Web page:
Retro Saturdays Episode 16 :: Serious Sam- The First Encounter

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There is something peculiar about power fantasy in first person shooters, playing as muscular macho men wielding ridiculously big guns, spewing out one liners as they relentlessly gun down hapless monsters and men alike. Sure the industry standard may have changed over the years. Nowadays as an artistic medium, developers are keen on telling stories of three dimensional characters, conveying their emotions in such a way that the players relate to them emotionally and mentally. But that doesn’t mean the golden days of these over the top stereotypic walking death machines are over. In the past years we have seen the rebirth of classic badasses like Lo Wang, Doomguy, Duke Nukem (Wait…scratch that) and several new entries to the list such as Bombshell, Hellgore and even Dusk guy. Two weeks ago, another such badass was announced to make his return to kick ass and take names; Sam ‘Serious’ Stone, the undisputed hero of the Series Sam line of video games. Haven’t heard of Serious Sam? Such heresy!!! *Sigh* Well I guess I could take out my ever so beloved nostalgia goggles and teach you guys a few things. Dear fps fans, you’re going to love this one….

A Serious History

Serious Sam or Serious Sam- The First Encounter is a first person shooter developed by Croteam and published by Gathering of Developers. It was released on March 21st, 2001 and is the first game in the long running series. But one can’t talk about Serious Sam without talking about the developers Croteam and their origin. A group of 4 Croatian developers began their own studio called Croteam back in 1992. The studio would expand in the following years. But before hitting it big with Serious Sam, Croteam would start their humble beginning developing sports games for the Amiga. In 1996, Croteam began working on a 2.5 graphics engine called S-Cape3D. They intended to make a first person shooter similar to Doom, but with a strong focus on atmosphere. The first person project called Flesh would allow players extensive gibbing and removal of individual enemy limbs. The title would soon change its name to In The Flesh and the weapon models featured in it would go on to become the basis for Serious Sam alpha. In The Flesh soon dropped out of existence and the S-Cape3D engine was modified and renamed to be the Serious Engine. Soon after, Croteam began to tease their new game simply titled ‘Serious Sam‘, a game named after its protagonist in the veins of Duke Nukem 3D.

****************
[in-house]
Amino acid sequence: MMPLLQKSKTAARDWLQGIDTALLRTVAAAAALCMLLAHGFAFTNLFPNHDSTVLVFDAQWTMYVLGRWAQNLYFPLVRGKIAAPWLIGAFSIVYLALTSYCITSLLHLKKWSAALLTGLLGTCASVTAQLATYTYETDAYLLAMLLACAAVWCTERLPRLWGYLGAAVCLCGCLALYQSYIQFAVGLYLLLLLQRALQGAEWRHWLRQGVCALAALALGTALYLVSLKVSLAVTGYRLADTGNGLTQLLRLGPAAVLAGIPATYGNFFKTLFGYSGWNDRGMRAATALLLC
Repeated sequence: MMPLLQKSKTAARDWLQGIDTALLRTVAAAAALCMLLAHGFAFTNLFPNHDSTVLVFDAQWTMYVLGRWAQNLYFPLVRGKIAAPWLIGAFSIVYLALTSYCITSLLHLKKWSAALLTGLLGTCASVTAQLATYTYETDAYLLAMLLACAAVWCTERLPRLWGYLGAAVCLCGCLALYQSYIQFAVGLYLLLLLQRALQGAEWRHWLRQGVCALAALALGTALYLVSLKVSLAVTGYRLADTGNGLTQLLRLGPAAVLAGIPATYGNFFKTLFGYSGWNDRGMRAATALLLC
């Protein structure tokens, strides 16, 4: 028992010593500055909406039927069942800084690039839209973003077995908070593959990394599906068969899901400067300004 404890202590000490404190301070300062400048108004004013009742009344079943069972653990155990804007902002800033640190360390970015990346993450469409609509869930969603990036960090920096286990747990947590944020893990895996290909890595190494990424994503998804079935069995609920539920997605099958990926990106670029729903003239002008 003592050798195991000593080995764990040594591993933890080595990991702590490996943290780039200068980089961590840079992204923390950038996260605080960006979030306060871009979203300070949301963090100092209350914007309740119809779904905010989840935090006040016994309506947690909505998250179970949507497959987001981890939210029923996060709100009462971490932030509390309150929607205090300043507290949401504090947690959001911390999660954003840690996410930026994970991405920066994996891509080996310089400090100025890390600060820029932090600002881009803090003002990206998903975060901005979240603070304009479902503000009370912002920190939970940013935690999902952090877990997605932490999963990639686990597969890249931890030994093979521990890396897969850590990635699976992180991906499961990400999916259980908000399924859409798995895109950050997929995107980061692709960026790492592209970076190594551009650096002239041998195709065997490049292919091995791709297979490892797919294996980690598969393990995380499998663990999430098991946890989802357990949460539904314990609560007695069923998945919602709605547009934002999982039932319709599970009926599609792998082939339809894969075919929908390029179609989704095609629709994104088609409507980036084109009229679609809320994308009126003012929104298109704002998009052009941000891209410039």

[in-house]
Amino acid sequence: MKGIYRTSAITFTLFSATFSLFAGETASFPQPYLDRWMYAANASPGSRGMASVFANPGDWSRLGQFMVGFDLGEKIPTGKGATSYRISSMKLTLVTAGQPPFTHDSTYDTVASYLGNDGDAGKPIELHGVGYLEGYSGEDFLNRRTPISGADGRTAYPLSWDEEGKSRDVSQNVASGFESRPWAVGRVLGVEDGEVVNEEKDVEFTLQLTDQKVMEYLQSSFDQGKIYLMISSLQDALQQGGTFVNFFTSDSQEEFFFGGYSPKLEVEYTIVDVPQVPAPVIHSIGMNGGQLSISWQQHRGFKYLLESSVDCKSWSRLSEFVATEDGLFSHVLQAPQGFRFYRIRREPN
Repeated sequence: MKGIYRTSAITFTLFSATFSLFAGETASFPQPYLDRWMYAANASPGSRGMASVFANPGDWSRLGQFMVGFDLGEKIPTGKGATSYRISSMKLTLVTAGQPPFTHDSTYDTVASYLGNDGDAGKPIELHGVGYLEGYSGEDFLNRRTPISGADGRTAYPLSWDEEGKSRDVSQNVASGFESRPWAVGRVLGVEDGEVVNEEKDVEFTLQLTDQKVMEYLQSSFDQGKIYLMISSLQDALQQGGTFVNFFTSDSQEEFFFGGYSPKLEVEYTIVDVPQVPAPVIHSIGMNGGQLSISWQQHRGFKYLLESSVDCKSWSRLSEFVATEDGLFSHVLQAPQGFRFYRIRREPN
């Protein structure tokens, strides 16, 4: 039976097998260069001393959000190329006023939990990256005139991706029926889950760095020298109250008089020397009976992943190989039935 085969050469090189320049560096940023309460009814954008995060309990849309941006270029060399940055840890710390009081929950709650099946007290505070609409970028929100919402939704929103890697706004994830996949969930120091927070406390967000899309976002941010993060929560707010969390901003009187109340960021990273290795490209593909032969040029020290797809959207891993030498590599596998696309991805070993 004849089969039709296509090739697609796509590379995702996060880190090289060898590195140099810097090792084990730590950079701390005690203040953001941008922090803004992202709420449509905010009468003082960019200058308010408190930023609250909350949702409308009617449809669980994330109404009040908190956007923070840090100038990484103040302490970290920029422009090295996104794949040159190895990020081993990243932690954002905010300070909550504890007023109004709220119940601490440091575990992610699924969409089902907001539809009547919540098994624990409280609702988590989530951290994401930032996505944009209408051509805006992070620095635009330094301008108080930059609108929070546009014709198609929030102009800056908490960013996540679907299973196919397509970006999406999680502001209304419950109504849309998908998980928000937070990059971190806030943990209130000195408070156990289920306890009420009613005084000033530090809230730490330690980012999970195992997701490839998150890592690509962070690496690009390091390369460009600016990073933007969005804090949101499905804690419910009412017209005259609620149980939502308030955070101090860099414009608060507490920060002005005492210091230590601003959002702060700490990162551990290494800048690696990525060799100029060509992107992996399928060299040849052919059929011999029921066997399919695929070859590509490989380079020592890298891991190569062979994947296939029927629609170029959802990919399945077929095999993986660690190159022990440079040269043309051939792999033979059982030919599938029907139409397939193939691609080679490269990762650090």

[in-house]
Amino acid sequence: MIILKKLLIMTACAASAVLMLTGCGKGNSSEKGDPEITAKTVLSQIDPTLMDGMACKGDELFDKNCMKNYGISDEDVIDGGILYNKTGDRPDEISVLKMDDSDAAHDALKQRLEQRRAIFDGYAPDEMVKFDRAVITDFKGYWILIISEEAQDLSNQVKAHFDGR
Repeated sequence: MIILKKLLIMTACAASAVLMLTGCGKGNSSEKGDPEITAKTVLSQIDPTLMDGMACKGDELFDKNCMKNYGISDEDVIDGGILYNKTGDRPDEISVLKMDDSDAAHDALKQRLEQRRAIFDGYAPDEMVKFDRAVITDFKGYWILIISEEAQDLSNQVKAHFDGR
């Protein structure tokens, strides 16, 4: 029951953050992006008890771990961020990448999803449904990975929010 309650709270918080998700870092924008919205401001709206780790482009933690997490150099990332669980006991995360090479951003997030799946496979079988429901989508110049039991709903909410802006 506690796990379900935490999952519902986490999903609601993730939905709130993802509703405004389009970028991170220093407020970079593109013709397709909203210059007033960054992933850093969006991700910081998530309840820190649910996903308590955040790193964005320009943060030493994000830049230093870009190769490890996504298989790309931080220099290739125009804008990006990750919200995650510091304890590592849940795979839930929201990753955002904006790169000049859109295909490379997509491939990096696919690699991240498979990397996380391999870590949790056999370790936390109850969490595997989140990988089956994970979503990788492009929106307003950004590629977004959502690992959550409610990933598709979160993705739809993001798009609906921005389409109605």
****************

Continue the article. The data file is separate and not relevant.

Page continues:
In 1999, an earlier version of Serious Sam was revealed by Croteam in a feature trailer. On may 30th, 2000, the first demo of Serious Sam was released to the public. The demo went unnoticed by many of the so called premium video game journalist sites. An interview the CEO of Croteam Roman Ribaric did with the website Old Man Murray caught the attention of publisher Gathering of Developers. A lot of the contents of the early build was cut to separate the game into multiple parts. Serious Sam- The First Encounter was released to the world on March 21st 2001. The game was received with positive critical acclaim from all over. The game was praised for its impressive graphics, fun shooting, big open levels and In the United States, Serious Sam: The First Encounter sold 83,000 copies by October 2001. TFE went on to receive several awards from various media outlets including GOTY from Gamespot.

A Serious Encounter